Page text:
The ristra, or chile string, is the oldest and also the most attractive method for drying peppers, and it is still customary in many chile-producing countries.
Apparently, the reason superhots make so much more fire than jalapenos or habaneros is because they’re OCD. According to research at the Chile Pepper Institute at New Mexico State University, the main difference between the two groups of chiles is that superhots maximize their interior space. Much like how my roommate in college Tetris’ed everything in the apartment neatly into its own little storage compartment.
The temperate climate and abundant sun where I live give me multiple harvests during a growing season. With 16 plants across four species, I have hundreds of peppers coming in. Pickling them is a terrific way to preserve them. Here are 7 basic rules you want to know for pickling your own.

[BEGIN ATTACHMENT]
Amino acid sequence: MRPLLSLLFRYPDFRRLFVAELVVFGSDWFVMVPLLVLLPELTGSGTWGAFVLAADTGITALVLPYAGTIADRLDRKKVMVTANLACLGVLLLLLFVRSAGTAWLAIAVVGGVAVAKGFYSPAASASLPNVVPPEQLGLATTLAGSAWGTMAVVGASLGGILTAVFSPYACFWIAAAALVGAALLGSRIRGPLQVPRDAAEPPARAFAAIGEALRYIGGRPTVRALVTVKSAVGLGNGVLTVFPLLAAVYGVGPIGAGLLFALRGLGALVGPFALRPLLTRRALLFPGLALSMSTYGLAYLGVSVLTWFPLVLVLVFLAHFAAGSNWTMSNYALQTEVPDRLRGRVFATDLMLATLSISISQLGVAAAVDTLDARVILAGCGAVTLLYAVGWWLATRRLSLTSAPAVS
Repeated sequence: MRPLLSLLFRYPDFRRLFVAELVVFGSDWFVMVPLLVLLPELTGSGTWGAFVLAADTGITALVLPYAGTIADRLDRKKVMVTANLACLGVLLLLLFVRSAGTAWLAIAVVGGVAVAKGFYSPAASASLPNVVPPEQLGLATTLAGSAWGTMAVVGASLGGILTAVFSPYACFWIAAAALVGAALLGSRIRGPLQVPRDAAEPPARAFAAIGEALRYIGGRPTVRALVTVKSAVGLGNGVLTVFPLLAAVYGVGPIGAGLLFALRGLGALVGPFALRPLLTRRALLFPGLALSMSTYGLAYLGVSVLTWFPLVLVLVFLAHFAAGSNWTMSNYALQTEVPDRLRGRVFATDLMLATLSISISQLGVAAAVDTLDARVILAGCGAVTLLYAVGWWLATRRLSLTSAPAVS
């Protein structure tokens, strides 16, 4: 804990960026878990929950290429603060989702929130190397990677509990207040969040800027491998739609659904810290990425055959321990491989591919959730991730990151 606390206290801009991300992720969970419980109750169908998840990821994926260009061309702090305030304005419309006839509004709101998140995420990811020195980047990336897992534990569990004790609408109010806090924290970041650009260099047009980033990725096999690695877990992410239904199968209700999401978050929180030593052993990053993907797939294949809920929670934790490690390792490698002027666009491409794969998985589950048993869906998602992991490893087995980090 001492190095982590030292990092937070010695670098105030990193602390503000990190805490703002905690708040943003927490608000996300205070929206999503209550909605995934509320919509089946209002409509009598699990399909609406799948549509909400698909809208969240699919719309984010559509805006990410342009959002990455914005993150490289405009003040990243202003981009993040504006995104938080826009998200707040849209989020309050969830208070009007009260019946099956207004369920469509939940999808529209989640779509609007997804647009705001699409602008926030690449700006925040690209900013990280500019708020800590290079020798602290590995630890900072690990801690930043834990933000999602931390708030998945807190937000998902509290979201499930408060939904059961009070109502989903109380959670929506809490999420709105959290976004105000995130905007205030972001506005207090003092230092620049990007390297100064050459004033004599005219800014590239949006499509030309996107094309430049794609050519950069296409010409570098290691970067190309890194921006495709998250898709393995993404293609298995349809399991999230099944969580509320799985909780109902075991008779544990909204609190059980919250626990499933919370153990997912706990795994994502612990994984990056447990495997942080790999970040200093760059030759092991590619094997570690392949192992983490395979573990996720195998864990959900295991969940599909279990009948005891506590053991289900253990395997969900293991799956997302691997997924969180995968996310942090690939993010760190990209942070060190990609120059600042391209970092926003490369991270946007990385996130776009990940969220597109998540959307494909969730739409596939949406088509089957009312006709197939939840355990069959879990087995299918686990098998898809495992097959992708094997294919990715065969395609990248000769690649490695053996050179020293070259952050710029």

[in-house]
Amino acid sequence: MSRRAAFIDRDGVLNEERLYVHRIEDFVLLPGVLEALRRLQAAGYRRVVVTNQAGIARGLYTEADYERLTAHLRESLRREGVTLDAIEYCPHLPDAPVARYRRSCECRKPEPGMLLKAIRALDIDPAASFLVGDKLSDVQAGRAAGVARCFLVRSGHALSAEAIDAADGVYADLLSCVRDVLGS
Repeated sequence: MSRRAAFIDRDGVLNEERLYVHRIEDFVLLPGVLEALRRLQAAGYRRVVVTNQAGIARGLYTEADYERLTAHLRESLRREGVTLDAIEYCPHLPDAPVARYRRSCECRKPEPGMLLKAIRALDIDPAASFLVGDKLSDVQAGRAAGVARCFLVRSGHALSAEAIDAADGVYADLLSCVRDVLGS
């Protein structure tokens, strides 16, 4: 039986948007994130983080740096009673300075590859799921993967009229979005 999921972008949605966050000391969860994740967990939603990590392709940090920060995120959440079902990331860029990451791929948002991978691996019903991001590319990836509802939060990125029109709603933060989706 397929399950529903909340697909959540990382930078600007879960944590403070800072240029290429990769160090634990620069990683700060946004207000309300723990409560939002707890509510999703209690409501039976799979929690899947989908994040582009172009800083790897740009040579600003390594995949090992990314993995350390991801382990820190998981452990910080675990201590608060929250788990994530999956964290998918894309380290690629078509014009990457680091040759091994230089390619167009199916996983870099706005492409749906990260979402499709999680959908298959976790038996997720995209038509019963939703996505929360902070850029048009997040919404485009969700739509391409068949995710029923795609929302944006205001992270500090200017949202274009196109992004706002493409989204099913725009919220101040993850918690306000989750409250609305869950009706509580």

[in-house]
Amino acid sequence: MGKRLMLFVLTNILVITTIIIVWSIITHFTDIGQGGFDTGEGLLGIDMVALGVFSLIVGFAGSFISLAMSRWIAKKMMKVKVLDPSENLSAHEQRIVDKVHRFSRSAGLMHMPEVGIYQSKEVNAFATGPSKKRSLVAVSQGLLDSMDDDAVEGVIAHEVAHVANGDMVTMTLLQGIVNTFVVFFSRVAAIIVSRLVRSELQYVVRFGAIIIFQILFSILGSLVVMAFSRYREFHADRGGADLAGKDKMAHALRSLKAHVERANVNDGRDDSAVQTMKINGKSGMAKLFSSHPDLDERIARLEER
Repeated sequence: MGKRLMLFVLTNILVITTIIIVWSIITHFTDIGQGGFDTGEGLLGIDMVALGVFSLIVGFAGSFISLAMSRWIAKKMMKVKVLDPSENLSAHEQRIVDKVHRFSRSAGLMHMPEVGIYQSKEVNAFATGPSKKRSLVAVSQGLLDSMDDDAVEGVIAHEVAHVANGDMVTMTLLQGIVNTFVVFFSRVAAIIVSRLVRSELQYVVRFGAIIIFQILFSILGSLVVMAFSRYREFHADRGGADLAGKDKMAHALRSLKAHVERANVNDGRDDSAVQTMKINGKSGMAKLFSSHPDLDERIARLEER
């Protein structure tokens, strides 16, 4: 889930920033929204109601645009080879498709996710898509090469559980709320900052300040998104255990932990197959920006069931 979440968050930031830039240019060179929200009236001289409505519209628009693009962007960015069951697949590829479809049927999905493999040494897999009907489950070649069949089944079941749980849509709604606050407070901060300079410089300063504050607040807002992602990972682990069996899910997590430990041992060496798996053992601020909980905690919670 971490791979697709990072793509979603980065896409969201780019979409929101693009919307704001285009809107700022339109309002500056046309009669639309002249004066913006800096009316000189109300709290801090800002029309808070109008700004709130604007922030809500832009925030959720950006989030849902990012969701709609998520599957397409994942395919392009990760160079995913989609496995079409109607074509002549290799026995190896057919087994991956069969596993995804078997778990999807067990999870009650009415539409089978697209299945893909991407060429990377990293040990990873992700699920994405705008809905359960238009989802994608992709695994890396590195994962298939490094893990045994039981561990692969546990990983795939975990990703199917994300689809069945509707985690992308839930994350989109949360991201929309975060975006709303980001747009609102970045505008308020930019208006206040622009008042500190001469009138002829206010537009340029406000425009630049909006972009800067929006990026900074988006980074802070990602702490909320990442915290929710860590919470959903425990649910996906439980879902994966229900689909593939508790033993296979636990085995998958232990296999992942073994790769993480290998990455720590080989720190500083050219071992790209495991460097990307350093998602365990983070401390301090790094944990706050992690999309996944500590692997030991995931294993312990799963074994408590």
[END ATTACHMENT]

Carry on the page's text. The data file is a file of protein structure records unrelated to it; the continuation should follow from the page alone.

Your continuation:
This marinated spicy salad is rather like the traditional Mexican Christmas Eve Salad and takes advantage of fall vegetables. Substitute celery for the jicama, add oranges or apples, and you have a lower-fat take on a Waldorf salad.
Earlier this week, we talked about how hot sauce has hit the mainstream market with great vengeance and furious anger, with over 50% of American homes having one flavor or another of it on hand. Statista, the Statistics Portal, says that “hot sauce sales are the eighth-fastest growing industry in the U.S. Sales were $1.07 billion in 2012 and are projected to be $1.32 billion in 2017.”
With most firsthand account books, someone dies or at the very least you get a graphic description of some horrible event, complete with gory photos. This is typically followed by a round of talk show appearances, and up until a few years ago, crying on TV in front of Oprah. You wont’ find any of that crap in this upbeat chile love letter. Unlike many eyewitness-esque works, Kelly Urig’s New Mexico Chiles: History, Legend, and Lore is a positive tribute to an icon from the writer’s childhood. Here’s what I mean…
In the latest inconclusive scientific test alluding to the benefits of eating heat, spicy food was an indicator for longer life in over 500,000 Chinese people.